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  • Writer's pictureErica Webb

Knowing what to do for self-care isn't enough

Self-care. Honestly, I roll my eyes a bit when I hear (and say) these words.

Of course, I still say them, because talking about self-care and self-kindness is literally my MO, but there’s something about them that grinds my gears a little.

That ‘something’ is the reality that self-care is really just about looking after ourselves, and it makes me sad that it’s perceived as another thing to do and an industry to be built, as though self-care is one more thing to consume.

And yet, I get it. Truth be told, engaging in self-care is one of the hardest things I’ve ever done (and continues to be challenging on the regular).

Why has it been so hard? Because, on a cultural level, it's been deemed selfish and lazy to tend to our own needs. It’s messaged relentlessly and early that in order to be a contributing member of a family or society, we must work hard and THEN rest. We must contribute before we can take. We must put others’ needs first or we’re just a bit of a bad human.

We internalise these messages and store them both on the surface and in the deep recesses of our mind. We’re good little humans and we play them out day after day. And then, one day, we get kinda tired. We feel a little … used up. So we’re told “it is SO important to look after yourself. So make sure you take that nap, do that yoga and take that time away from the kids!” The problem is, we’ve never been shown this or supported to do this.

Is it any wonder why we’ve ended up confused, pulled in multiple directions and immersed in a society of people who are burnt out, resentful and exhausted?

I recall being stuck in a relentless loop when my kids were really little. I tried to do it all, felt like a terrible person and terrible mother when I couldn’t do it all, which then led me to believe I definitely hadn’t earned the right to rest or tend to my needs, so I’d try even harder to be perfect and not fail … and it went on and on and on until I hit a metaphorical brick wall and fell to the ground in a puddle of self-hatred.

I tried self-care and it didn’t work. It didn’t work because I didn’t feel I deserved it. So what is one to do?

This is why knowing WHAT constitutes self-care is just ONE piece of a bigger puzzle.

Given the need, anyone could rattle off a bunch of things that amount to self care: the bath, the massage, the quiet time, the date night, the meditation, the yoga class etc. Truly, there is no shortage of messaging around the WHAT of self-care.

But it's not enough to know WHAT you can do to care for yourself. If you find yourself thinking “I know what I should be doing but I just never seem to do it” then read on, my friend. You are not alone.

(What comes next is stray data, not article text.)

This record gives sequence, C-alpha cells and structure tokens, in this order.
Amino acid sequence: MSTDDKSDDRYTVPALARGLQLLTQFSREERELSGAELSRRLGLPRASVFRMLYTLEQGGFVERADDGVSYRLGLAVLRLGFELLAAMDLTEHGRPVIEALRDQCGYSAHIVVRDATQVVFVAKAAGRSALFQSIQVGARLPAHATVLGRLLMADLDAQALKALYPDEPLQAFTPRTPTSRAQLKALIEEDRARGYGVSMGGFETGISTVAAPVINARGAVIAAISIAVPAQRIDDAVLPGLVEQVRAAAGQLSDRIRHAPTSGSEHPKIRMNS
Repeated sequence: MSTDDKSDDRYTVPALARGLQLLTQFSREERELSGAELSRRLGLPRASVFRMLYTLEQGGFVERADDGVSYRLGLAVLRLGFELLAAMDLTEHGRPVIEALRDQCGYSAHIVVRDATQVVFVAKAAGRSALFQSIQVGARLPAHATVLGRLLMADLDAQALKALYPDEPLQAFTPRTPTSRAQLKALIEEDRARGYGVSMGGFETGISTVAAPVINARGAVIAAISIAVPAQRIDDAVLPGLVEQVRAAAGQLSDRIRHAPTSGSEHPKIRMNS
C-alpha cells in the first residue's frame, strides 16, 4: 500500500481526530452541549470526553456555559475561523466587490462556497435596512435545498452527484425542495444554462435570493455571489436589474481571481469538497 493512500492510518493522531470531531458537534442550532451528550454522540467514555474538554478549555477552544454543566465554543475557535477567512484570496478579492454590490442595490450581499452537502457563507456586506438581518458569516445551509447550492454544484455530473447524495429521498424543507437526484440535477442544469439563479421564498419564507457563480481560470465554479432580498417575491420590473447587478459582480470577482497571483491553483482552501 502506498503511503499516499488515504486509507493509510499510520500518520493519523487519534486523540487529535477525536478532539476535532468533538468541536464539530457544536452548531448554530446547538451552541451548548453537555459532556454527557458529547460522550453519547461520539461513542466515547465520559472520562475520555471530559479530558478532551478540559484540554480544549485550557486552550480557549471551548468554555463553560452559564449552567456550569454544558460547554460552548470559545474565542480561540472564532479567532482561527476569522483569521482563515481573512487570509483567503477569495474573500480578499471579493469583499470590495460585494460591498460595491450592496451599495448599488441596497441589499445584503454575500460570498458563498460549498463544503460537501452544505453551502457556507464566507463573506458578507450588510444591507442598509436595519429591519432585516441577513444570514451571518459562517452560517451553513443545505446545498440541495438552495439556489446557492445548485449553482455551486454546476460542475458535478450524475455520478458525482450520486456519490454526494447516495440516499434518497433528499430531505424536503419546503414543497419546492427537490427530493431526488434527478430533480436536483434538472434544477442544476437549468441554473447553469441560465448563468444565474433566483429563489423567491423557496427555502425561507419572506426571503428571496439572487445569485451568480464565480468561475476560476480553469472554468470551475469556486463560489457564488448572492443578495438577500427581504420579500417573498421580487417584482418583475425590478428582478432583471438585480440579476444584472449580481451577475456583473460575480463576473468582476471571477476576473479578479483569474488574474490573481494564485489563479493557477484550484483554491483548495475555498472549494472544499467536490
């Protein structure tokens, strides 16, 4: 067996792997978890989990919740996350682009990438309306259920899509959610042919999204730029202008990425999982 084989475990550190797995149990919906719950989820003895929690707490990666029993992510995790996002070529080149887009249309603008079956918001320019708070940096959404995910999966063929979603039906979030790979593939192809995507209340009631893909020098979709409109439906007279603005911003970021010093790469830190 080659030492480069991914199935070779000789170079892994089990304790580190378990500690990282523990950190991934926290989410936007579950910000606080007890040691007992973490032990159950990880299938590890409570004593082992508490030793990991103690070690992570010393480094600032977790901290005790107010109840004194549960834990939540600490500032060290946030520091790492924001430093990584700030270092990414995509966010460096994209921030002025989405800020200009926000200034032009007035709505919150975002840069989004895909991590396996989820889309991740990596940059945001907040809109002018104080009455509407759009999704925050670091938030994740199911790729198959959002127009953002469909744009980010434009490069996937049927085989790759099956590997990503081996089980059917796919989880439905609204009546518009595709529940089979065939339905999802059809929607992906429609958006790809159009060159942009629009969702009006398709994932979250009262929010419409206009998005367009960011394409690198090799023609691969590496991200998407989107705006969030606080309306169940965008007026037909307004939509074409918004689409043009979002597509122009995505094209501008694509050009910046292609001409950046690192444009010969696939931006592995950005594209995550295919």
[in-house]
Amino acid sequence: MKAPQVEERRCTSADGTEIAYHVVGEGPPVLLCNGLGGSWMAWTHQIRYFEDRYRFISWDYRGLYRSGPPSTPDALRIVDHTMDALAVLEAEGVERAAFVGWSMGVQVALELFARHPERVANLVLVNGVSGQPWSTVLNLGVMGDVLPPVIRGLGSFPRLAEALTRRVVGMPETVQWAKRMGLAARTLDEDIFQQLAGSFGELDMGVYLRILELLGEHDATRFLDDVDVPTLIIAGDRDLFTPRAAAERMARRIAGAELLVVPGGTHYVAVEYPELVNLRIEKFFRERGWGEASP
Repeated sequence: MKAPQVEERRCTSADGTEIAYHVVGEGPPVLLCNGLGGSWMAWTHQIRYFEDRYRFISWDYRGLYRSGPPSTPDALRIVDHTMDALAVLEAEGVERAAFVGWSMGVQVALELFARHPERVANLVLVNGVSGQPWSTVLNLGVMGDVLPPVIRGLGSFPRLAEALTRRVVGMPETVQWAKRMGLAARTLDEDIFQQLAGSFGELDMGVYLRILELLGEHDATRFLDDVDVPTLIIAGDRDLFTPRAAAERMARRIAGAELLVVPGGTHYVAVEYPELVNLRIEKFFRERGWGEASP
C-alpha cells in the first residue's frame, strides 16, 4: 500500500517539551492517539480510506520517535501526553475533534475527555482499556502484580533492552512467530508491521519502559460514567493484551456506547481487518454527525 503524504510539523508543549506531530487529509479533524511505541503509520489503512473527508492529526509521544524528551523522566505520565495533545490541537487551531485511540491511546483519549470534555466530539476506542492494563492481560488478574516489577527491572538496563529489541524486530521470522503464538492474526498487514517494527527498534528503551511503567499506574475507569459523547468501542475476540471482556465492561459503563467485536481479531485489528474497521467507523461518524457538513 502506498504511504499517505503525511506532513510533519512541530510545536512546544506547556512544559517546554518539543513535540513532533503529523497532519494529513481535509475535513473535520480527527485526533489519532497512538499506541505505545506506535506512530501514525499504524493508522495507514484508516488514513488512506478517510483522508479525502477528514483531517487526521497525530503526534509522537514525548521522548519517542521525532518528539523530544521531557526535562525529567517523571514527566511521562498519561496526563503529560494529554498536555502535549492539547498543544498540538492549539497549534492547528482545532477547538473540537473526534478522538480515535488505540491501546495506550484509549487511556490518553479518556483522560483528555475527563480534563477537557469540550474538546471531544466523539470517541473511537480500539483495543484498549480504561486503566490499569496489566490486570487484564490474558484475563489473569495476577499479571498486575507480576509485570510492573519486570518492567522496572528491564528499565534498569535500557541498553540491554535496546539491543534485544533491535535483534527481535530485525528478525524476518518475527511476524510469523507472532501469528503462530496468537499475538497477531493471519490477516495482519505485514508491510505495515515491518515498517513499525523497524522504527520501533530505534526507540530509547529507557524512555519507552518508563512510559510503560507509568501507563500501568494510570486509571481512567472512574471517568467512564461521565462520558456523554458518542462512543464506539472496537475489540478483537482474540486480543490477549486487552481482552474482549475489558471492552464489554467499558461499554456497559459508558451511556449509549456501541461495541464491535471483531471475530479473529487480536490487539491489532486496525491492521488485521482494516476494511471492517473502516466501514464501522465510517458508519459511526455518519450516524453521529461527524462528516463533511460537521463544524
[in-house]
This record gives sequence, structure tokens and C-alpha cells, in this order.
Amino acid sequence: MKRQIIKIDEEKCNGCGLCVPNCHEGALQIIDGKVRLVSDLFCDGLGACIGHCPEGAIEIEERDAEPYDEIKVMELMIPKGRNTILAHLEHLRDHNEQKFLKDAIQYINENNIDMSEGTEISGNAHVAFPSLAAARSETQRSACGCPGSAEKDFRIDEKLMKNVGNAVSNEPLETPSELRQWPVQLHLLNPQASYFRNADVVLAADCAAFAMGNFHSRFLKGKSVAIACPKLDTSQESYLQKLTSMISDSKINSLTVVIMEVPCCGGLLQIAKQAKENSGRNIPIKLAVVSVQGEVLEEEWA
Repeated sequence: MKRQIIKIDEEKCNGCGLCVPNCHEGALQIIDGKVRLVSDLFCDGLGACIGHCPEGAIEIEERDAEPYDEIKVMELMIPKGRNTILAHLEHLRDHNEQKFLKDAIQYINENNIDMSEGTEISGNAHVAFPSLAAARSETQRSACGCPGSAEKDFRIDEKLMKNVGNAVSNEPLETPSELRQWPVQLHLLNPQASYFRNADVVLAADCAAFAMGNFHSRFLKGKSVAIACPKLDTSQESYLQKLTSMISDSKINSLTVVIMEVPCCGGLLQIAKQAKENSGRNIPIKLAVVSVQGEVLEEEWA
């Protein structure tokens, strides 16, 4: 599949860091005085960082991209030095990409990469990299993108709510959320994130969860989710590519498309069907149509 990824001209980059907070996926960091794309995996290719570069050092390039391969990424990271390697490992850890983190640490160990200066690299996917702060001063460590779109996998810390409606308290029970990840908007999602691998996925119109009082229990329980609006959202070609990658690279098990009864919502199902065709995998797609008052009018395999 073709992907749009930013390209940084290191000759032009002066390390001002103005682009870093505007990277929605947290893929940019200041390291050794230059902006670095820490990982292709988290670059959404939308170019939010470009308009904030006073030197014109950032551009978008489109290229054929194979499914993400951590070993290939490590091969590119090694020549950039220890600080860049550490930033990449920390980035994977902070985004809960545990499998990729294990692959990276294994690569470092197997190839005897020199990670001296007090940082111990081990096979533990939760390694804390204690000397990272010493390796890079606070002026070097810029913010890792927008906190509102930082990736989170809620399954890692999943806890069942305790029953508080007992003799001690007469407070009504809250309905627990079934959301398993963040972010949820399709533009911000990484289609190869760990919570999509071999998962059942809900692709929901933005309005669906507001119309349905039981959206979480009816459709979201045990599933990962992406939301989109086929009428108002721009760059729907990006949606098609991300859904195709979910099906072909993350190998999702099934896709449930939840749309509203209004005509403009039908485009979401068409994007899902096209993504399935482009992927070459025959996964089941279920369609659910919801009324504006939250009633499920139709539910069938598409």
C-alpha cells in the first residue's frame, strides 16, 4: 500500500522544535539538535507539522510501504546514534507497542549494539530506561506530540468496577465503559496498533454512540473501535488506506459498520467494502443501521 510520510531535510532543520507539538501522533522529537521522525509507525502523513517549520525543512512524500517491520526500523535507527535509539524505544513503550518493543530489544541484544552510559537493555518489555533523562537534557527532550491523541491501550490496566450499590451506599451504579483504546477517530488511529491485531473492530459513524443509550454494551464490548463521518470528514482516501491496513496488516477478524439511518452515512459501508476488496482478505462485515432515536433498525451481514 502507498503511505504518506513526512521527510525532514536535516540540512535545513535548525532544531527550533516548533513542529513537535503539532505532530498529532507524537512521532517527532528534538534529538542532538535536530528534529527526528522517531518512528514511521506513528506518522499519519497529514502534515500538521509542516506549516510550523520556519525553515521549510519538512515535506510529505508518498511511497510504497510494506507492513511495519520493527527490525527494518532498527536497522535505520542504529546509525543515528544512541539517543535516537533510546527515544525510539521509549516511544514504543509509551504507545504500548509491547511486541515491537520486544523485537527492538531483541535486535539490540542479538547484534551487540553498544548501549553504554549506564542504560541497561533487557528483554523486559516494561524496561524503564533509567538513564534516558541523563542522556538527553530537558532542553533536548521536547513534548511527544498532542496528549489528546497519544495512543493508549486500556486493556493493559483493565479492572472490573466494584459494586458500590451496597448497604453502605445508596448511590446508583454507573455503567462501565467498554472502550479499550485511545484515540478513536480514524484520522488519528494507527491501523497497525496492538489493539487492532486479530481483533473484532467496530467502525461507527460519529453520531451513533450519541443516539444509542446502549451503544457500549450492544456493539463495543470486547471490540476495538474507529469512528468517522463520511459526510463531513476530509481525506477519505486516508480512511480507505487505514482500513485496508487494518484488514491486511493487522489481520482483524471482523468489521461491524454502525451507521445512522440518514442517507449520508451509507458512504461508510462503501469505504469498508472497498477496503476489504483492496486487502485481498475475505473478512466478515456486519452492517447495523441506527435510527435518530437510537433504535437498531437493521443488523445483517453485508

You can have a whole list of *whats* that you NEVER engage with because you don't feel like you can, or you don't have the resources to engage in them, or you don't have the thoughts that support the restorative potential of these practices.

So yeah, it's not so easy, this self-care thing.

But if you're ready to prioritise your wellbeing, and not in just a 'let's tick things off a list' kind of way, these questions might feel supportive as you take steps in that direction:

1. What feelings and thoughts come up when I think about engaging in self-care actions?

Write them down and notice - what beliefs are under there? Are they true to YOU? Or are they cultural truths you’ve never questioned?

2. What conditions am I putting around self-care?

This might look like what you have to do to ‘earn’ the opportunity to care for yourself or what you deem ‘enough’ to count as self care. Are you limiting your definition of self-care to particular activities or actions? Do you have to meet a particular set of criteria for it to ‘count’?

3. What is something small that I can do with the resources - time, money, bandwidth - I currently have?

This might invite you to do less than you think is enough - 10 minutes of yoga instead of an hour, for instance. The self-care you CAN do is worth a heck of a lot more than the unicorn version that never gets air time because it doesn’t fit right now. Give yourself permission to do it ‘imperfectly’ and you might find it’s actually pretty perfect.

Self-care that actually works has one thing at the heart of it: a genuine desire to treat ourselves well. In my experience this comes about by DOING the self-care things while simultaneously working on that other stuff - understanding the beliefs, forming new ones and questioning the conditions we’ve placed on things.

Self-care is a long game. It’s literally a for-life game. So there’s no rush to perfection, friend. Do it imperfectly. Do it because you’re a friend to yourself (or because you want to be).

If you want support with this, I’m here. Check out how we can work together inside the SelfKind Hub or in 1-1 sessions.

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